Do not get too hung up on CFM numbers. You can have 2 fans that move about the same amount of free air, but one will drop out quicker when you expect it to pull a partial pressure. CFM numbers are often about as accurate as EPA mileage numbers used to be.

By the way, you better go read your bilge pump again. If your amps are correct, it is a 450 gph (gallons per hour) pump.  That would make it about 7.5 gpm. And that rating is at 3 feet of water or something under 1.5 psi.  Put more back pressure on it, and the numbers fall off rapidly.
 
5 Posts
May 9, 2009 01:28 am
Re: Swamp Cooler Conversion to 12 volt DC

Thanks Ken
That helps a bunch
 
May 9, 2009 06:47 am
Re: Swamp Cooler Conversion to 12 volt DC

I was having a few cold beers with and, got to talking about "swamp" coolers with a friend of mine and these were some of her ideas.

http://store.summitracing.com/egnsearch.asp?Ntk=KeywordSearch&DDS=1&Ntt=electric+fans&searchinresults=false&N=700+115&y=11&x=31

http://store.summitracing.com/egnsearch.asp?Ntt=radiators&searchinresults=false&Ntk=KeywordSearch&DDS=1&N=700+115&x=32&y=11

http://store.summitracing.com/egnsearch.asp?Ntt=+electric+water+pumps&searchinresults=false&Ntk=KeywordSearch&DDS=1&N=700+115&x=33&y=10

http://store.summitracing.com/partdetail.asp?autofilter=1&part=MOR%2D65125&N=700+115&autoview=sku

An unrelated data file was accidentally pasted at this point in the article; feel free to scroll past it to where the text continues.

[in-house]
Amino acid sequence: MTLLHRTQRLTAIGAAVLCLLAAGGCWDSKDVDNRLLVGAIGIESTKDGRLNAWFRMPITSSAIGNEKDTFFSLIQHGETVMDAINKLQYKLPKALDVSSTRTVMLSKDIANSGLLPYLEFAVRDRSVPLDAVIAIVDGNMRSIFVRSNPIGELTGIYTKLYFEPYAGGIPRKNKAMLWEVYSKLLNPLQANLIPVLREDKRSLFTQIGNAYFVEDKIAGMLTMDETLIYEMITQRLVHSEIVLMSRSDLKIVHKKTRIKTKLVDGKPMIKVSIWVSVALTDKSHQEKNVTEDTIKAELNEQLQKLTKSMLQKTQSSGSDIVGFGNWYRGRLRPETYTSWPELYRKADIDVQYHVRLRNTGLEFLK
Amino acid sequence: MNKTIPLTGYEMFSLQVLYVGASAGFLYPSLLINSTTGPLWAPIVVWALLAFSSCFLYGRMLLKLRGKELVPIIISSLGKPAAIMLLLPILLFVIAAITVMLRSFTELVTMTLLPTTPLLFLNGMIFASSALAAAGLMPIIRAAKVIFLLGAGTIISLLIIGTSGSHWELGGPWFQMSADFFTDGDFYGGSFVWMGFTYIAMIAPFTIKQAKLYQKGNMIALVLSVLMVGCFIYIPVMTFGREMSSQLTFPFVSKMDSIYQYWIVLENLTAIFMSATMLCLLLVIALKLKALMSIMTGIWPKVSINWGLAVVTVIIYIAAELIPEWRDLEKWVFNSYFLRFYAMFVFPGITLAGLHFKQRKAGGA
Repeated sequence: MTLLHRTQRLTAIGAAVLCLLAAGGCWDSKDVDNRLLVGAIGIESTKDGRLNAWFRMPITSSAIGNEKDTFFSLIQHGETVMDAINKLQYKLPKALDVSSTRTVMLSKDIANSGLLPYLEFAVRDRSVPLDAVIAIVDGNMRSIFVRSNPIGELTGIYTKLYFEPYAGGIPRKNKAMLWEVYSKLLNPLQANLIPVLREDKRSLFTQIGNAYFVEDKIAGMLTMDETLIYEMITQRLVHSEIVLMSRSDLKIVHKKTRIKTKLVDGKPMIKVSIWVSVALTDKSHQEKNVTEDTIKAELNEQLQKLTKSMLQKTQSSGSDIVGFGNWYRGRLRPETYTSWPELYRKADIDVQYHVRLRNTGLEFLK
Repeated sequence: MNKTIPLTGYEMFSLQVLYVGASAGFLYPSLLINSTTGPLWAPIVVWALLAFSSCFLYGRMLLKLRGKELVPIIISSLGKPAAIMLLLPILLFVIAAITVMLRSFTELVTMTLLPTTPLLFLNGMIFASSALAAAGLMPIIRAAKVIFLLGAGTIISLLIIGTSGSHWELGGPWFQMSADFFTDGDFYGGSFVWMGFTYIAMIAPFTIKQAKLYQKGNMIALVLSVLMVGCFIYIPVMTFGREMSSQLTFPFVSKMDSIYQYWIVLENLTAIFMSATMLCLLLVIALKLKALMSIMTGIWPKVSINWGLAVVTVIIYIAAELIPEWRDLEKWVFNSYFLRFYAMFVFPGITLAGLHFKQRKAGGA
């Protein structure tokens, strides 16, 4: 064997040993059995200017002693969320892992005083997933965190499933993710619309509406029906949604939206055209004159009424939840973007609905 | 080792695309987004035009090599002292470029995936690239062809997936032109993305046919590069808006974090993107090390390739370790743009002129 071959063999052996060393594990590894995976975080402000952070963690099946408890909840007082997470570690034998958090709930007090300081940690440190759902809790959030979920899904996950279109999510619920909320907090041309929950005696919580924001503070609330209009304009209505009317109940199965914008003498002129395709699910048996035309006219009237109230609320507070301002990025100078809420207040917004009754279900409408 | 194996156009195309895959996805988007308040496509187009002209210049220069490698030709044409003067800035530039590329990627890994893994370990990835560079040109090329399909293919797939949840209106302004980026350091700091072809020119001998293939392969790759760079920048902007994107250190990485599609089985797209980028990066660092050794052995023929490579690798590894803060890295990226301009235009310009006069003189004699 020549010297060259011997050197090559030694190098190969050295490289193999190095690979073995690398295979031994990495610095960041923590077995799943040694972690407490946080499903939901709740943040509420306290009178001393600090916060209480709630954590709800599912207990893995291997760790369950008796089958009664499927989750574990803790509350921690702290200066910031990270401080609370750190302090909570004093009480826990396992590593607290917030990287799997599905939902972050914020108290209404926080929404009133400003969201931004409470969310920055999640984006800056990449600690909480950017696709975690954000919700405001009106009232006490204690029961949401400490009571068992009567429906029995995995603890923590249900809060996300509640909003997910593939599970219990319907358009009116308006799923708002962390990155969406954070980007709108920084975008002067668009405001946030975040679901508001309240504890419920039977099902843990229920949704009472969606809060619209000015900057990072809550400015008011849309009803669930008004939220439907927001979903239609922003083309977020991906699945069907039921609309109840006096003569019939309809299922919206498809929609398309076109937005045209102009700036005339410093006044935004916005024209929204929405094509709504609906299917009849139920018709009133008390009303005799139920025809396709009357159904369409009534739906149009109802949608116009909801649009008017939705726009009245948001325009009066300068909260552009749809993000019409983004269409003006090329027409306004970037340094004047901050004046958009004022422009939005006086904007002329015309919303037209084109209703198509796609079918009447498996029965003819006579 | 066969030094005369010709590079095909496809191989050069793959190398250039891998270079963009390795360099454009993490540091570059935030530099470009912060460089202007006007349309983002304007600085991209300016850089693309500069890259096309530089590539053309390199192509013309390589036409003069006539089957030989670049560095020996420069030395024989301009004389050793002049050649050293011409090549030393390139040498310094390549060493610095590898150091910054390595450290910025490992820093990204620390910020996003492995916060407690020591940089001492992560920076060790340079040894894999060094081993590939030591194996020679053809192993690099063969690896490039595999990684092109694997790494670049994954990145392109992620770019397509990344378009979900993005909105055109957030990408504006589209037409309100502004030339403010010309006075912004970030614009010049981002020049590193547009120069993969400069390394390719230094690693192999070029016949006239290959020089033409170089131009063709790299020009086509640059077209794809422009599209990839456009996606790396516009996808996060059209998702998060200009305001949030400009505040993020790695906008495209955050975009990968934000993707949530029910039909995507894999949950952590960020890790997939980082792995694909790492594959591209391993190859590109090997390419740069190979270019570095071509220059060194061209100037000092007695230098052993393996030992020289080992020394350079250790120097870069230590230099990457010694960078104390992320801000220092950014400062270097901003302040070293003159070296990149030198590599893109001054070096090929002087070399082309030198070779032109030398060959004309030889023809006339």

As you might have guessed, shes a race fan. No pun intended. I've been trying to get her interested in this - http://www.nedra.com/ - with minimal results. I joked around with her saying, "You just like the smell of burnt nitrogen and hot rubber better than hydrogen and hot rubber." She came back with, "How do you know its not just the hot rubber that turns me on?" I guess you had to be there.

Doing it all for under 500 bucks... Thats the real trick isn't it? Those links she provided take you to all new, brand name auto racing stuff, but I bet a lot of it could be salvaged from an auto "junkyard." If desired.
 
26 Posts
May 24, 2009 02:29 pm
Re: Swamp Cooler Conversion to 12 volt DC

My 'default' is always to go 12v dc on this type of thing. I tried to pump water once with a 110 v jet pump (admittedly inefficient at any power source) and found my batteries failing with the first round of garden irrigation. Back to 12 volts. Surplus Center (https://www.surpluscenter.com/home.asp ) always has a selection of dc motors to choose from...

Jim Sluyter
 
May 31, 2009 06:58 am
Re: Swamp Cooler Conversion to 12 volt DC

Here is an idea to "kick around" since we are on the subject of cooling homes via alternative means.
http://www.propanecouncil.org/uploadedFiles/Fact_Sheet_11957_Gas_Cooling_3-07_v5.pdf
In particular, in the above file on the bottom of page 2
"market opportunities," "absorption AC" and, "off grid homes."